In my last post, I wrote about watching Adam express his will in “early intensive” therapy. Although I was emotionally attuned to him, I see his intention even more now watching videos in retrospect. Therapists talked too loud. They didn’t sit and listen. They didn’t join in with him, early on, in his version of games and communication. Amidst a mish-mash of discrete trials and play therapy, I heard a faint “don’t” in the video when a therapist tickled him. I am certain, as much as I like to think I am listening to Adam, that I spoke too much and didn’t give him a chance. I’m certain there are moments I also didn’t hear him. Children are often not listened to. Non-verbal autistic children are, for the most part, ignored.

Still, while I must lay down some rules for his safety, Adam also needs a safe place where he can express himself, to me. For Adam who may read this when he gets older, I hope he will understand (and perhaps forgive…or maybe he will cherish me for this, I cannot predict) his mother’s need to express herself. I began blogging in 2005 (fomerly during a time period that was highly volatile and polemic in autism, and in an atmosphere where everyone wanted to change Adam, simply because he is autistic. I’m not saying this atmosphere has changed. I have, however, changed. As Adam’s mother, I value the learning of discipline, rules, and being educated equally as much as finding one’s own way, creativity and uniqueness. We all must learn it and so, Adam was born perfect.

Although I still wish to feel his feather-like hair brush against my face, and although I still want to hold him like my baby, he is no longer. He is expressing his sincere need for independence and his need to be heard. I search his face for that baby I birthed and I see an older boy take his place.

I want to say farewell, not to blogging or writing about autism necessarily, but perhaps to a type of blogging where I made certain assumptions, and a type of writing that talks about one’s child as a cherished baby. Adam and I, in addition to all the changes we have experienced that have formed us today, have entered an entirely new phase. I’m watching how both my outlook and writing will too.

So, I will continue to choose my words carefully. Here, I mark a new era.

Try To Make Sense of The Things That You Think

Filed Under (Humour, Writing) by Estee on 29-09-2010

I am in writing mode which is why my blog posts are coming slowly these days. Stay tuned for one, although as in the title of this ditty, I’m trying to make sense of the things I think. That, admittedly, can take some time.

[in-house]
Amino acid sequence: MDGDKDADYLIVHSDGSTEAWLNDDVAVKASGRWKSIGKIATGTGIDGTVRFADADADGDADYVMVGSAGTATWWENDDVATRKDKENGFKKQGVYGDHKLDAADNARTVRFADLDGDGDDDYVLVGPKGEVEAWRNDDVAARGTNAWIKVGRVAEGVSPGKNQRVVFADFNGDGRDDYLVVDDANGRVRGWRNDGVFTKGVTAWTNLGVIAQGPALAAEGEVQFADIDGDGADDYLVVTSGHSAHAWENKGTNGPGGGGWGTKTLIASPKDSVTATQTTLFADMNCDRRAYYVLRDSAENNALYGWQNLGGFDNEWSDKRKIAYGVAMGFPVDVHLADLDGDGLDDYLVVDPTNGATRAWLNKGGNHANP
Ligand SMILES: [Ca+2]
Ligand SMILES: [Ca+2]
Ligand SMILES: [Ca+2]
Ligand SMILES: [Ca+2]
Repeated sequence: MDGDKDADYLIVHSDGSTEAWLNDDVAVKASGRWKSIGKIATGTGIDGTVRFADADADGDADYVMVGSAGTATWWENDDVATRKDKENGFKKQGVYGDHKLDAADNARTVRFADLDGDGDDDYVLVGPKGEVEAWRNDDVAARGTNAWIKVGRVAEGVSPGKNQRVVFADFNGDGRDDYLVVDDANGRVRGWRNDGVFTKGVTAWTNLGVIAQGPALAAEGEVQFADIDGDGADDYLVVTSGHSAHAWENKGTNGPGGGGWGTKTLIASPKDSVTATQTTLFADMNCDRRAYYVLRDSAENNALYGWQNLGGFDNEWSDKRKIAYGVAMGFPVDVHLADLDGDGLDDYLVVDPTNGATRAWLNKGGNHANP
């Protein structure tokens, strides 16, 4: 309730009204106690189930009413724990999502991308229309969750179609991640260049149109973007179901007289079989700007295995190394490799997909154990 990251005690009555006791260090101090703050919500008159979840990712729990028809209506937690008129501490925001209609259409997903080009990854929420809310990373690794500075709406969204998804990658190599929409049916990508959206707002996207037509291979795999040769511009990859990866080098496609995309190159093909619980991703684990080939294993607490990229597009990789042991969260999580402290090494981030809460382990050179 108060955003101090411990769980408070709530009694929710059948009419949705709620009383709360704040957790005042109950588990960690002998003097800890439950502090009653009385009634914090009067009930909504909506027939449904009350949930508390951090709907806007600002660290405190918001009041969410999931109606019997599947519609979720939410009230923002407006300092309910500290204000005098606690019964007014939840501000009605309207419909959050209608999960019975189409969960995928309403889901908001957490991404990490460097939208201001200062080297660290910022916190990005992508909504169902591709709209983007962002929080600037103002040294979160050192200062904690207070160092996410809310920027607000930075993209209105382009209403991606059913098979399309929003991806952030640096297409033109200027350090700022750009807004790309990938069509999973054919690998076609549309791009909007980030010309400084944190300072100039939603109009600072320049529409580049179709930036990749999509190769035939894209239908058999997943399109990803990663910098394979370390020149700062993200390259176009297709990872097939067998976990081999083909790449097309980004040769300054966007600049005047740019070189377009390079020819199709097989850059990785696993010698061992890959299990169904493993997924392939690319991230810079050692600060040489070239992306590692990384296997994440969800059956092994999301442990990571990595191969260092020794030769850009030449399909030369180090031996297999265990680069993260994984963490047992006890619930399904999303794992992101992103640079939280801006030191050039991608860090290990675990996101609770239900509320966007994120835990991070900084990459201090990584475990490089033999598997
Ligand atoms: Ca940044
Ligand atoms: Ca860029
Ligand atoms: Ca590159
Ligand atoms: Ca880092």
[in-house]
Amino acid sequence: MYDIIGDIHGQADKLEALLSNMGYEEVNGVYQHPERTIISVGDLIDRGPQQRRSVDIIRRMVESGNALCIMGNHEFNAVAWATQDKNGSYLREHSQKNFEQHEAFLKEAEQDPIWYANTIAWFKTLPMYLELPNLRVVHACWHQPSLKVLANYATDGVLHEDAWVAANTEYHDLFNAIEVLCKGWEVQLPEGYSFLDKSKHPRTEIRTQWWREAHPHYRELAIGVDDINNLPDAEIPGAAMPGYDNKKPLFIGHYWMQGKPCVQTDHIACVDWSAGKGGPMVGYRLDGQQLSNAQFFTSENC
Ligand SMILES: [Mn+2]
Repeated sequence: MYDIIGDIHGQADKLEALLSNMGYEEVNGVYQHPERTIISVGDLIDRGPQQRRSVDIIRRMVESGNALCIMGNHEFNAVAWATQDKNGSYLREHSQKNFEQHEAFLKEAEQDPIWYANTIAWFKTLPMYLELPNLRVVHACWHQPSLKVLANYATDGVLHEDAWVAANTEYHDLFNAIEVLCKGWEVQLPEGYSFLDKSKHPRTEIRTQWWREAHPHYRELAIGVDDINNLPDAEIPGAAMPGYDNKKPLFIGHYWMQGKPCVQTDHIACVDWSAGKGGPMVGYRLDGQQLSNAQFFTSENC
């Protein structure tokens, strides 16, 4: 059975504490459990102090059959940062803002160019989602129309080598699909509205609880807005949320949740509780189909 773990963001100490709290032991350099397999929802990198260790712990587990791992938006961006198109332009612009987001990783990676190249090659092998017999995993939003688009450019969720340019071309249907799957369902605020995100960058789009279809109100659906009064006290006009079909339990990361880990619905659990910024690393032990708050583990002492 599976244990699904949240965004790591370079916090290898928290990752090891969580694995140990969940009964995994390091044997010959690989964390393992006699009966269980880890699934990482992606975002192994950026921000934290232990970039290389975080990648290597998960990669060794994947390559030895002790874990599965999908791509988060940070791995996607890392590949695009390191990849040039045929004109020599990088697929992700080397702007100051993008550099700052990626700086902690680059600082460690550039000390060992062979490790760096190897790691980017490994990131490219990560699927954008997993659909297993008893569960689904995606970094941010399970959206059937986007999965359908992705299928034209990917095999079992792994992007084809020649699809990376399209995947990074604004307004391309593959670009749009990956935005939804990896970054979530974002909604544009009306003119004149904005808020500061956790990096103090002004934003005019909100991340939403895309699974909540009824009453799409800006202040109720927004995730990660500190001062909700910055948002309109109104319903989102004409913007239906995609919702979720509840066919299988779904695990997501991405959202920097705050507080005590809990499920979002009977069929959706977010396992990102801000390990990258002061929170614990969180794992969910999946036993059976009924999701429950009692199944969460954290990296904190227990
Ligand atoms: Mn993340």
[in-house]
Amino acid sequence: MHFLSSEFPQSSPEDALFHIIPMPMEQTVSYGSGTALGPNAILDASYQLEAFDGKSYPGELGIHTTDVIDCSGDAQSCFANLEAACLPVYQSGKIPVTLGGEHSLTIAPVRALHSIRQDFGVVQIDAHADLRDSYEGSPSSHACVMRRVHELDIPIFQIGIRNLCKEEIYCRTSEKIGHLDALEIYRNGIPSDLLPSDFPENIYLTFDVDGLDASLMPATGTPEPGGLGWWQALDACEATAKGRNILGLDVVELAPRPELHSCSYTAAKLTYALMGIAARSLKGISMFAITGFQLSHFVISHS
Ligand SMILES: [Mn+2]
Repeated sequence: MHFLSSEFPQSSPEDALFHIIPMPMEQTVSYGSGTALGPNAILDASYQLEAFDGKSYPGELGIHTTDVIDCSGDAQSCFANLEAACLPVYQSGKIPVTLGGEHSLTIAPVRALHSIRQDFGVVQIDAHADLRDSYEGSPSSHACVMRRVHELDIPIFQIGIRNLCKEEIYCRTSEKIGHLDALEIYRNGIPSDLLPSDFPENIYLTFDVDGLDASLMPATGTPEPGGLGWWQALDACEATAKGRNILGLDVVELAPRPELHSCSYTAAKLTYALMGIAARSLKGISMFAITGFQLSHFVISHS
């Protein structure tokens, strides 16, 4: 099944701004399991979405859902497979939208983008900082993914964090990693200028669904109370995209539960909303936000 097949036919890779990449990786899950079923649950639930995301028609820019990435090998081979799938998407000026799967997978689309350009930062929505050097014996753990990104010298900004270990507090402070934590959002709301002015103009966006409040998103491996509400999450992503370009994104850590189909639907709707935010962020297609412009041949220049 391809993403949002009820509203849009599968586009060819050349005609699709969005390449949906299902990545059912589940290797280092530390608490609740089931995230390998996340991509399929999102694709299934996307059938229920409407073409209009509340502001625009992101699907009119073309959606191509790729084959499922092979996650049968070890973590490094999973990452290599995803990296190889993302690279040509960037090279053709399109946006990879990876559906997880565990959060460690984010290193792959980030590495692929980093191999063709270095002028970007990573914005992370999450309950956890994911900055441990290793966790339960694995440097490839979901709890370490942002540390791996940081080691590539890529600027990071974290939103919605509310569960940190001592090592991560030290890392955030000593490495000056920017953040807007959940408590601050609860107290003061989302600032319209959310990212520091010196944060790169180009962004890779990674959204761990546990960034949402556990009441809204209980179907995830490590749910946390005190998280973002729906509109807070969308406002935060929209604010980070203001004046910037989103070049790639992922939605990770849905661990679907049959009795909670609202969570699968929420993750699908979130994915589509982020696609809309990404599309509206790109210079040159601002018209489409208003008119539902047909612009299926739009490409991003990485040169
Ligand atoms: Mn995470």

I came across this with Nick Hornby. As many of you are mother-writers/bloggers out there, I thought you’d also find the “blaming it on the kids” excuse for not writing/sacraficing his “one shot at immortality,” amusing.

OOOOOO…aaaaaaaah. I like this:

Oh, The Places You’ll Go!

Filed Under (Inspiration, Poetry) by Estee on 22-09-2010

I’ve been told that Adam adapts well — it’s not something we hear when it comes to autistic kids.  It’s only been a couple of weeks now and he seems happier and settled in his school. As for myself as Adam’s mother, it settles me. For the first time ever, Adam has a desk that flips open, and I’ve already had a chance to see the stacks of binders in his desk. I can’t imagine his little body, for he is the smallest kid in his class, carrying those big things. He has a cumbersome communication device (Vanguard), because he cannot talk fluently. There are always many things for him to take wherever he goes now. It is not a light load.

As Adam becomes more independent, my views of him, of our lives and parenthood are shifting. This is not a journey I will ever attempt to predict. So much has changed in our lives, and now that Adam has switched schools, these feelings are  punctuated. I feel that we have reached the second phase or our autism journey, if we can parse life into phases.

These past couple of weeks we have been reading an array of Dr. Seuss’ stories. Every night, I ask Adam to choose which one he wants me to read to him. This evening, he chose Oh, The Places You’ll Go! It is the wisest poem I’ve read in a long time. I thought I’d copy some of the lines because I became rather pensive with all of these changes going on — with Adam’s growth,  maturity and the road ahead. While I was reading this story, the lines of the film The Curious Case of Benjamin Button also popped into my head.